Orkney has the highest rate of multiple sclerosis (MS) in the entire world – now islanders will dance to improve their health.
One in 170 Orcadian women are living with the condition, which can cause mobility problems, pain, brain fog and fatigue.
There’s no cure, but studies have suggested dance classes can ease the symptoms, improving balance, co-ordination, lower limb strength and cognitive performance.
Now, this theory is being put to the test in Orkney.
SB Elevate Orkney is being launched today by Scottish Ballet Health, in conjunction with two local groups and the Royal Conservatoire Scotland.
It’s one of the first projects of its kind in the UK and has been tailored to meet various different mobility needs including, for those who use wheelchairs.
‘Most people know someone affected by MS’
George Hannah from the MS Society Orkney said many people will feel the benefits – physically and mentally.
He said: “We are delighted to be involved in this project, as most people in Orkney know someone who is affected by MS.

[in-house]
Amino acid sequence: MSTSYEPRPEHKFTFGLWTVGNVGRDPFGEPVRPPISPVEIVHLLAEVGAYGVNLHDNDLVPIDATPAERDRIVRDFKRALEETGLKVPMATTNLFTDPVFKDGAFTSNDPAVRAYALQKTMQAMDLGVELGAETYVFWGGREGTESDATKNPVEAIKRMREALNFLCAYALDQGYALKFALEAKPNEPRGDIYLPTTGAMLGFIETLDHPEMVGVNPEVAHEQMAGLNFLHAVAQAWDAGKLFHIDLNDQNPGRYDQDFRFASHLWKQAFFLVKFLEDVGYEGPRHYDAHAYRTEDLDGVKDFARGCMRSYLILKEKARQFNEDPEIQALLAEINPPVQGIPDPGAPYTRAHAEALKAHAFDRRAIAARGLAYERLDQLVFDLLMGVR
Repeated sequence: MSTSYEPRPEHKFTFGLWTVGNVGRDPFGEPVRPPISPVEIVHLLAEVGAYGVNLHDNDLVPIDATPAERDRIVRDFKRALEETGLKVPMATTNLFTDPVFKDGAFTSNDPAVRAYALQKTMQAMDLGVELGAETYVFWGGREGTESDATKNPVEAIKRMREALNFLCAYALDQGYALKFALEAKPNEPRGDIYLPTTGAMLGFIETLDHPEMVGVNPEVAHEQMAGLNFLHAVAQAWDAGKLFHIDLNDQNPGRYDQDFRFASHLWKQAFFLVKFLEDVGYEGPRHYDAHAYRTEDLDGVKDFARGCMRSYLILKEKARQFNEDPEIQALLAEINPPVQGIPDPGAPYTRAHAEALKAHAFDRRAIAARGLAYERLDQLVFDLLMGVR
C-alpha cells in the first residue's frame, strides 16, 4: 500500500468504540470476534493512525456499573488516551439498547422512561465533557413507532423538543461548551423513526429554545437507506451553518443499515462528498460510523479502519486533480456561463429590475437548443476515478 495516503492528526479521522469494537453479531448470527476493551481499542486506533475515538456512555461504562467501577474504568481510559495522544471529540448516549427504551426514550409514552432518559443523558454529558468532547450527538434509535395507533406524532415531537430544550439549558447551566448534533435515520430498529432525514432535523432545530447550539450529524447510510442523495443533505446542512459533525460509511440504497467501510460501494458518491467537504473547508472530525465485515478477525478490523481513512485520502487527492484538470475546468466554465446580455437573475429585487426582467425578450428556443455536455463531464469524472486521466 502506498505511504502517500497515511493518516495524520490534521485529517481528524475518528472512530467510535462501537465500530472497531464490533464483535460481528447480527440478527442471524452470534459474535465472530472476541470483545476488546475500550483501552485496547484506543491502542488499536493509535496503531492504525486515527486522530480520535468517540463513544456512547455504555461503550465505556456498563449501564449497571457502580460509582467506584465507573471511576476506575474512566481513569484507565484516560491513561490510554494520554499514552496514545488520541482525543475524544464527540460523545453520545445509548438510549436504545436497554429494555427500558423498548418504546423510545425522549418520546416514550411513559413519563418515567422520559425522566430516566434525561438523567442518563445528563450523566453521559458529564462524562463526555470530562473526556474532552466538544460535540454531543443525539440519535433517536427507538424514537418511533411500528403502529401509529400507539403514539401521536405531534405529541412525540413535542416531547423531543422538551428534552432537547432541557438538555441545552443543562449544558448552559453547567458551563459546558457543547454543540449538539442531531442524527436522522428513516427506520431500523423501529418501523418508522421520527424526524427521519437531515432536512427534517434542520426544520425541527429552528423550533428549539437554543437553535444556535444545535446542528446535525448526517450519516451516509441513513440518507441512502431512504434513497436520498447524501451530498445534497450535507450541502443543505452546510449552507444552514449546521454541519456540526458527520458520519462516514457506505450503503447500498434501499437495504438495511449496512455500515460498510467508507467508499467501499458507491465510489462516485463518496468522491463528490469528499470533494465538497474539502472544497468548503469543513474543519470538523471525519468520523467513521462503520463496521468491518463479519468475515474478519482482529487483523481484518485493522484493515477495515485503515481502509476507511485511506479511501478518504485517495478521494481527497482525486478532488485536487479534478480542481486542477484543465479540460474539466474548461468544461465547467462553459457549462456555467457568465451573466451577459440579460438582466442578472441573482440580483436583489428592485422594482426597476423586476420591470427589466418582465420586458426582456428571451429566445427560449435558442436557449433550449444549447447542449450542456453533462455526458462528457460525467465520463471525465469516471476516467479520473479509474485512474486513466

“We all know the importance of exercise and keeping moving and this will help folks do that.
“Also, we can’t underestimate the importance of the social aspect, as people get the chance to get back together again.”
Tiffany Stott, Scottish Ballet’s dance health programme manager, said stressed it was particularly important to bring the project to Orkney.
“We realised that the situation in Orkney was unique, and we will work closely with the community, local partners, and a researcher to help us understand the needs,” she said.
“We are really excited about the project and the difference it could make to the lives of people living with MS in Orkney.”
The taster session will be held on Monday April 25 at the Pickaquoy Centre, Kirkwall.
More information can be found on the Scottish Ballet website.